Sierra Nevada’s Dream Chaser conducts successful free flight test

Tuesday November 14, 2017 0 comments Tags: Louisville, Sierra Nevada Corporation, Dream Chaser, Mark Sirangelo, Faith Ozmen, NASA, International Space Station

SPARKS, Nev. -- Sierra Nevada Corporation (SNC) announced a successful atmospheric Free-Flight test of its Dream Chaser spacecraft, signaling the program taking another step closer to orbital operations.

The full-scale Dream Chaser test vehicle was lifted from a Chinook helicopter on Nov. 11, released and flew a pre-planned flight path ending with an autonomous landing at Edwards Air Force Base, California.Sierra_Nevada_logo

“The Dream Chaser flight test demonstrated excellent performance of the spacecraft’s aerodynamic design and the data shows that we are firmly on the path for safe, reliable orbital flight,” said Mark Sirangelo, corporate VP of SNC’s Space System business area located in Louisville. 

The first orbital vehicle is scheduled to go to the International Space Station as soon as 2020 for at least six missions as part of NASA’s Commercial Resupply Services 2 contract (CRS2).  

The missions will supply astronauts with much needed supplies and technical support elements and enable the gentle return of scientific experiments.  

The SNC test vehicle was originally developed under the Commercial Crew Integrated Capabilities agreement (CCiCap).

“The Dream Chaser spacecraft today has proven its atmospheric flight performance along with its return and landing capability,” said Sirangelo.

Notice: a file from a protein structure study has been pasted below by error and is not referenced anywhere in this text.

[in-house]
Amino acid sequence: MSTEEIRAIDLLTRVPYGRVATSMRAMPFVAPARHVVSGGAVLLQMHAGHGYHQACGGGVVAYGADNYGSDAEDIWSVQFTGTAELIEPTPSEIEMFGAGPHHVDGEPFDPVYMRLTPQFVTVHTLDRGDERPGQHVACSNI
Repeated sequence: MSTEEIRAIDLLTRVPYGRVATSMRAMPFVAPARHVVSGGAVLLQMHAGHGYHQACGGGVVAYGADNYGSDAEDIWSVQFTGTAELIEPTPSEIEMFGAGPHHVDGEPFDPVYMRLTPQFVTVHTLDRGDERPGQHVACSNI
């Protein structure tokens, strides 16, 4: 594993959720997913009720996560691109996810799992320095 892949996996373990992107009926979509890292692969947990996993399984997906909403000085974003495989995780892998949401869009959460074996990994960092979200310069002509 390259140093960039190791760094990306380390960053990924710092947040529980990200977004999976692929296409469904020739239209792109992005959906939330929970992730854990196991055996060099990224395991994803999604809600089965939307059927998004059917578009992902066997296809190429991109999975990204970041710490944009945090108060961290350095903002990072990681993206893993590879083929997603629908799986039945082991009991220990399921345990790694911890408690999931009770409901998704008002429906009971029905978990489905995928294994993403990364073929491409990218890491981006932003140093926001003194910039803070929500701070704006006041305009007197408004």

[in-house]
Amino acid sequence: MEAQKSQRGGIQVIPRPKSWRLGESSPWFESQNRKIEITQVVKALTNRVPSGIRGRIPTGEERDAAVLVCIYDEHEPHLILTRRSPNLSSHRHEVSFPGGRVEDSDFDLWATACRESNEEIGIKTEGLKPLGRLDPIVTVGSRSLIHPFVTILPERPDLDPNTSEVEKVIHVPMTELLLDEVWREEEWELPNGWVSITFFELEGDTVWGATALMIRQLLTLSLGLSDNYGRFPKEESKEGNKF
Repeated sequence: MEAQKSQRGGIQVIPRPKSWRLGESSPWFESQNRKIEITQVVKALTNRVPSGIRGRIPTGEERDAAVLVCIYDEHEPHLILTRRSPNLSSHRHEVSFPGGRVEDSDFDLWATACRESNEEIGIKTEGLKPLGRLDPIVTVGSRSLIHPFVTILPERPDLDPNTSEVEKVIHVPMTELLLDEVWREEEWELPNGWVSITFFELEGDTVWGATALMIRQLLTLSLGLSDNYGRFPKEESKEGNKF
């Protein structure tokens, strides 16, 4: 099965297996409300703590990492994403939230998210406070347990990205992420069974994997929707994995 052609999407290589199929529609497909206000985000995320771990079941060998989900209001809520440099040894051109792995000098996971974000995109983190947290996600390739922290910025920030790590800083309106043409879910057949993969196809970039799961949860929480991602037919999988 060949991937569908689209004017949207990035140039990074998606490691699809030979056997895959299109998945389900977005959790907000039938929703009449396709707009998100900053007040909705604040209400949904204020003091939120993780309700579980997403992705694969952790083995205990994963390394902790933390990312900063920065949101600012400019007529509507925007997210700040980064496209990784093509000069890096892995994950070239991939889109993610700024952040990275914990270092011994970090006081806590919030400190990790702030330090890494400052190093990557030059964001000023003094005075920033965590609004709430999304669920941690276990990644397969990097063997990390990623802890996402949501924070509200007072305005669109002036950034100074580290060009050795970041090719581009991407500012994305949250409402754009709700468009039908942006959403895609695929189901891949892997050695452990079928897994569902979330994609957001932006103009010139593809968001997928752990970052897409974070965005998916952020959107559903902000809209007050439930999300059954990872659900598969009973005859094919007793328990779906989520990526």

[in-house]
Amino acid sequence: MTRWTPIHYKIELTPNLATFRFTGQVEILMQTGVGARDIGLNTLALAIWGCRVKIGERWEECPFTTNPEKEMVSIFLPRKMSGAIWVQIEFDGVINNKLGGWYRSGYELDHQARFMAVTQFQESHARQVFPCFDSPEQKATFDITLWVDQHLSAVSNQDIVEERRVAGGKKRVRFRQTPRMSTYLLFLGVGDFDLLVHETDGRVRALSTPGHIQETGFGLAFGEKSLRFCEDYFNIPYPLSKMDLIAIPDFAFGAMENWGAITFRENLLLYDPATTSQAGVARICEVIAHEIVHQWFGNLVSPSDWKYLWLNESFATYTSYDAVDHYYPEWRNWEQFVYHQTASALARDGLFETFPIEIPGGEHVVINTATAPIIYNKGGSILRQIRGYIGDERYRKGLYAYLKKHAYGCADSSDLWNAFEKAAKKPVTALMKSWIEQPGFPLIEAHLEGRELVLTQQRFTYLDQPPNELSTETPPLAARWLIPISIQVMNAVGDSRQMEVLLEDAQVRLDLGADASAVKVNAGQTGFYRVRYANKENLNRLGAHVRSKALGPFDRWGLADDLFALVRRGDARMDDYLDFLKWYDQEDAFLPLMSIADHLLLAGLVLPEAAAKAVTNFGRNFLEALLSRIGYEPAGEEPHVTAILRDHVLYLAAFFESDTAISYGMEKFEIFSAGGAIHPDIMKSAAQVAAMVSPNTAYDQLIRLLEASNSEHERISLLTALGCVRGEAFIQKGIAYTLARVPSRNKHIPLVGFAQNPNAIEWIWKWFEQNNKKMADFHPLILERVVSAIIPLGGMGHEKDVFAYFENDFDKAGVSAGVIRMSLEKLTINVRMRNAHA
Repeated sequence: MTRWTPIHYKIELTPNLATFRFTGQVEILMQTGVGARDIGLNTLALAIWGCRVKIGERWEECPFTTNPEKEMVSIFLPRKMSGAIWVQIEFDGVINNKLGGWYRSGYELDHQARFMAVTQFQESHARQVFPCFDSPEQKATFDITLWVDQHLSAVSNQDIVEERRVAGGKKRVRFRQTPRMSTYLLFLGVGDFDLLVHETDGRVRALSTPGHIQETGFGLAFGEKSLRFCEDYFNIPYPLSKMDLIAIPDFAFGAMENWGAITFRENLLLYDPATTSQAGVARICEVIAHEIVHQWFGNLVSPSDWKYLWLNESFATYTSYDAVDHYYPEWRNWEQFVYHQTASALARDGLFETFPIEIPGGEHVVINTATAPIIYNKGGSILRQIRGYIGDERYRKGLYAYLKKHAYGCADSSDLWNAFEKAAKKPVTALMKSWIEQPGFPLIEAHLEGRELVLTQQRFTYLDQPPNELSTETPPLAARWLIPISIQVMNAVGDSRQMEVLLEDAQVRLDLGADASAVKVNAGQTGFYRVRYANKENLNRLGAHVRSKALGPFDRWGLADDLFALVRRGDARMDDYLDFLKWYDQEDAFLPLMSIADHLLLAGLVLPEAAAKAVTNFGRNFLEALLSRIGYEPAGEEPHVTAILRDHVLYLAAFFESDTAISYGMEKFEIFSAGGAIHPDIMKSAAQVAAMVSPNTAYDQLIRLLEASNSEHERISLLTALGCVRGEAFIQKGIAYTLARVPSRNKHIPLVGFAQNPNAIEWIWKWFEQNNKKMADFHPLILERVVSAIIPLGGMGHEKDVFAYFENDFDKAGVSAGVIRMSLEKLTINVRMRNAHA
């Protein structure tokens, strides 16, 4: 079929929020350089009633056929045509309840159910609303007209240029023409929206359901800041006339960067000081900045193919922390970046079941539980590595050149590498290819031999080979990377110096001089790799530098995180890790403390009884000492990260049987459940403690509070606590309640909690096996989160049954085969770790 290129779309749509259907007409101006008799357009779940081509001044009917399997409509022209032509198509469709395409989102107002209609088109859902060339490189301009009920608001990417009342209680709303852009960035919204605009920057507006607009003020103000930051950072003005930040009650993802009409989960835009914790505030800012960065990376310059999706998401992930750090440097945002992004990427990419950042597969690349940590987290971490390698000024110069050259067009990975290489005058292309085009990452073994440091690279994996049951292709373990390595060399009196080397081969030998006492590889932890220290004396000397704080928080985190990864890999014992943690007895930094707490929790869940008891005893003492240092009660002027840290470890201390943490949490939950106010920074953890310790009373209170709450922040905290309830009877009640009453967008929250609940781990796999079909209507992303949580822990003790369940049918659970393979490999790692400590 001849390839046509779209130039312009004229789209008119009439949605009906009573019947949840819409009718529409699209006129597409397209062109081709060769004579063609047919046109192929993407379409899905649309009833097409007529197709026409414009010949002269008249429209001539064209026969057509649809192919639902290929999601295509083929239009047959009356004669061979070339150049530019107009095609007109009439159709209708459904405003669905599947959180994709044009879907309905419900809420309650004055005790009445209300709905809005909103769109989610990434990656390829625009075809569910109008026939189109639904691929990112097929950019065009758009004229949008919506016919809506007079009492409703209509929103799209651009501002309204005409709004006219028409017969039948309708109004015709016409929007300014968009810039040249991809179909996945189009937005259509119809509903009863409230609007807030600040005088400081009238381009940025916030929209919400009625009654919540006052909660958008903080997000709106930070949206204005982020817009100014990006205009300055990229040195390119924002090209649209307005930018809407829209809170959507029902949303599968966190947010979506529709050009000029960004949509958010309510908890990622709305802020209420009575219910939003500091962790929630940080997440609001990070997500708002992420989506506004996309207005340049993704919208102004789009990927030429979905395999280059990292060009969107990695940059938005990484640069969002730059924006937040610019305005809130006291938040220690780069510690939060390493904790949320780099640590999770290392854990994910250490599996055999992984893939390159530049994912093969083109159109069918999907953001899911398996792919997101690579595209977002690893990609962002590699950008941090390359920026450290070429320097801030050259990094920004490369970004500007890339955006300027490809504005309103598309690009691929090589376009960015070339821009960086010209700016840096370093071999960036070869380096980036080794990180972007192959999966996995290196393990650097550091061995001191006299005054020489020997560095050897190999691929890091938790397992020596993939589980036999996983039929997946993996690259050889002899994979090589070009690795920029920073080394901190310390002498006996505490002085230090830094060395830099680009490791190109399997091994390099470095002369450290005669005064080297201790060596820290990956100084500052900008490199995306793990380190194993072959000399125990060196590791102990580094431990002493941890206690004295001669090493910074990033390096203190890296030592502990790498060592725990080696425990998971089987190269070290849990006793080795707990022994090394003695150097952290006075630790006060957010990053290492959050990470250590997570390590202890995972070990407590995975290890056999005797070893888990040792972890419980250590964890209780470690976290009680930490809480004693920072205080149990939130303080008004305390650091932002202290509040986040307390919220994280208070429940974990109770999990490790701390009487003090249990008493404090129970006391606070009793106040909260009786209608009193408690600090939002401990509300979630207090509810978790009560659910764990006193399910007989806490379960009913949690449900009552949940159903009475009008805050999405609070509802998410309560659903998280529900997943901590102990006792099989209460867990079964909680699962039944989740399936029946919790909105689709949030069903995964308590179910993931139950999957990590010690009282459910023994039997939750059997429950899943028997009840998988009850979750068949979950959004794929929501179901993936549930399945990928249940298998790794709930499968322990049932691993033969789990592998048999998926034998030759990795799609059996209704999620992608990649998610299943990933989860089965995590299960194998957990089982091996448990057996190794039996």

“This advances our program and the Dream Chaser towards orbital flight, while meeting the final milestone for our NASA CCiCap agreement and supporting milestone 5 of the CRS2 contract.”

SNC said the test verified and validated the performance of the Dream Chaser spacecraft in the final approach and landing phase of flight, modeling a successful return from the space station.  

Most critically, by flying the same flight path that would be used returning from orbit, the free-flight proves the highly important landing attributes needed to bring back science and experiments from the space station, SNC said. 

SNC and NASA will evaluate information from the test, including the Dream Chaser aerodynamic and integrated system performance from 12,324 feet altitude through main landing gear touchdown, nose landing gear touchdown and final rollout to wheel-stop on the runway.  

The Edwards Air Force Base runway is very similar to the Kennedy Space Center Shuttle Landing Facility runway that Dream Chaser will land on for CRS2 flights.

“I’m so proud of the Dream Chaser team for their continued excellence,” said Faith Ozmen, SNC CEO.

“This spacecraft is the future and has the ability to change the way humans interact with space, and I couldn’t be happier with SNC’s dedicated team and the results of the test.”